Time required: the museum takes between one and two hours, depending on how many of the available videos you want to watch in full. Walking or van tours of the historic centre of the town can add another two hours. So a half day would be an adequate time allocation for most visitors to do Los Alamos to the full.
Combinations with other dark destinations:
As mentioned above, you can also go on tours around historic Los Alamos, though visiting the actual National Laboratories is not an option. Many of the historic buildings that the higher ranks of scientists resided in (including Oppenheimer
) are found on "Bathtub Row, which is actually 20th street but earned its nickname from the fact that these were the "plusher" houses that featured proper bathrooms – a luxury absent in the basic sheds the rest of the workforce were given in the early days of Los Alamos.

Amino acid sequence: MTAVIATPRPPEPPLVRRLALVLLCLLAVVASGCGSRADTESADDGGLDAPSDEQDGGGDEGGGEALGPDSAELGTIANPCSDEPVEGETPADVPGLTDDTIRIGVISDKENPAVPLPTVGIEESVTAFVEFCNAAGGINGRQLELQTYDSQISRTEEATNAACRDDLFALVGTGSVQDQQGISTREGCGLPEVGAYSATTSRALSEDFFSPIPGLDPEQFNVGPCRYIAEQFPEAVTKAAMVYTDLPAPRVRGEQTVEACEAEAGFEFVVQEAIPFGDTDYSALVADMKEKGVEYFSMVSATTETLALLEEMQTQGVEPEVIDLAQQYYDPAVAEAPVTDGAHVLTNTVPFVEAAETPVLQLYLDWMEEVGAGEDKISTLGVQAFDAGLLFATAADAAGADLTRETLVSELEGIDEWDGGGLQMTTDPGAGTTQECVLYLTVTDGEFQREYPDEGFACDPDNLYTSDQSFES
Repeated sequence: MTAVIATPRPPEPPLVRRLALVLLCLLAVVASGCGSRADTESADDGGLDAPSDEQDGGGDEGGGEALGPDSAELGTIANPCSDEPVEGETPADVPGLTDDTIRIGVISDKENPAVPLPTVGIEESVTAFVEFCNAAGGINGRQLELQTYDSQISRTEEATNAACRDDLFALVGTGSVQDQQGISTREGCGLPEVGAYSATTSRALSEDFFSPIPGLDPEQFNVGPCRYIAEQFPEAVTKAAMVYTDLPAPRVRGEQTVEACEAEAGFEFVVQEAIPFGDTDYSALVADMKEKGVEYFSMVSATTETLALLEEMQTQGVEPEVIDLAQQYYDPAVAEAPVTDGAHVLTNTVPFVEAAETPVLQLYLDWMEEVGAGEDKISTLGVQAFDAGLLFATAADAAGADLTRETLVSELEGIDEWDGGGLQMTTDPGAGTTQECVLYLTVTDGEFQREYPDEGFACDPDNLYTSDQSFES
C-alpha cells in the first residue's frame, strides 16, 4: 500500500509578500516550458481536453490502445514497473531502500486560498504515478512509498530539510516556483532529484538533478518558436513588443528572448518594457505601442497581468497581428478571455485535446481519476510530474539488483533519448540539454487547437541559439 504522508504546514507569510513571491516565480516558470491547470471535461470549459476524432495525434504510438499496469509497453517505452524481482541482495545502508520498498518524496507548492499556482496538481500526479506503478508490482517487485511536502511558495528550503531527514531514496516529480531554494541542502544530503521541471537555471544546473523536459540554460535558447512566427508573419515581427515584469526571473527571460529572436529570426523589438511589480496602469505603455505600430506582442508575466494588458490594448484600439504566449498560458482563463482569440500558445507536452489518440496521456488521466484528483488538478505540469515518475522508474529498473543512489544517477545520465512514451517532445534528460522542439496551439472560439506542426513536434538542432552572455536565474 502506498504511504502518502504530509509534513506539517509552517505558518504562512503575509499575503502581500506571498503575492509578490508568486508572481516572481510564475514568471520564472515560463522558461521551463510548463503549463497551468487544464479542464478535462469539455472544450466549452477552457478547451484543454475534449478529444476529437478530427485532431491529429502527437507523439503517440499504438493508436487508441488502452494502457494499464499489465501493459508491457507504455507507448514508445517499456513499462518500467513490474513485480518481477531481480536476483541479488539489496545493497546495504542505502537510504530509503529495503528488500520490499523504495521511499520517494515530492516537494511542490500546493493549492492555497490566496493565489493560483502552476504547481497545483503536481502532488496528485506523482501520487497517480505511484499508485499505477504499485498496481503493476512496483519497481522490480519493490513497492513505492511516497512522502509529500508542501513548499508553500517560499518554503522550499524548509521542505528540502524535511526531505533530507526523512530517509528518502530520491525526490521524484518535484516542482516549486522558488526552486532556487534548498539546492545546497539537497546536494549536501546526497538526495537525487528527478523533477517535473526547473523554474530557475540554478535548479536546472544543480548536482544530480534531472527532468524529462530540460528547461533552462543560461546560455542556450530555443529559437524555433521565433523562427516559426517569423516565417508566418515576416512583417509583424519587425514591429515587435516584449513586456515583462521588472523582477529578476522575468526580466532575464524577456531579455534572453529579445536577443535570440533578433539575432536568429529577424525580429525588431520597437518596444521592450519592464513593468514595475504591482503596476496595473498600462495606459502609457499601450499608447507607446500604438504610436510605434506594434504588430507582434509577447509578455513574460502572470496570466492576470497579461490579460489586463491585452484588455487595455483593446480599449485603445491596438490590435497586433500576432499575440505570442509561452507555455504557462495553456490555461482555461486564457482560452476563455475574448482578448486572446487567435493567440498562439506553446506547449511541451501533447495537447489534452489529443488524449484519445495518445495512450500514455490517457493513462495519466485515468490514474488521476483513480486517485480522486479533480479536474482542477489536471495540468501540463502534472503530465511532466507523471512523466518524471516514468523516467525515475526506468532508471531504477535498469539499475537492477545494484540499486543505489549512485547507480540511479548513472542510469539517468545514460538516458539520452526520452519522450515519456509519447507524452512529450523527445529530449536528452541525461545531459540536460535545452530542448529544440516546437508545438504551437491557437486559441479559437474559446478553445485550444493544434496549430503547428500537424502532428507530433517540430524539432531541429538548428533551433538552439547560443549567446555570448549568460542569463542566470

The Historical Society also has its own museum on "Bathtub Row". Its exhibition space includes a small section on the Manhattan Project
as well but is mainly about other aspects of local (natural and cultural) history. It is open Monday to Friday 9:30 a.m. to 4:30 p.m., 11 a.m. to 4 p.m. on Saturdays and 1 – 4 p.m. on Sundays (during the summer season – slightly shorter times on weekdays in winter); admission free, but donations welcome. Address: 1050 Bathtub Row/20th St, just off Central Avenue, a couple of blocks west of the Bradbury Science Museum.
Really committed atomic tourism nerds may revel at what must be a one-of-a-kind junk store called The Black Hole, which was formerly run by an ex-LANL-machinist-turned-Anti-Nukes-Activist. Now run by his descendants (for the time being at least), endless piles of machine parts, lab equipment and all manner of other geeky bric-a-brac are still on view, and mostly for sale too, in a messy junkyard-like site at 4015 Arkansas Avenue on the north-western edge of Los Alamos (Tuesday to Saturday 10 a.m. to 5 p.m.). Possibly the most eccentric place in the whole of Los Alamos.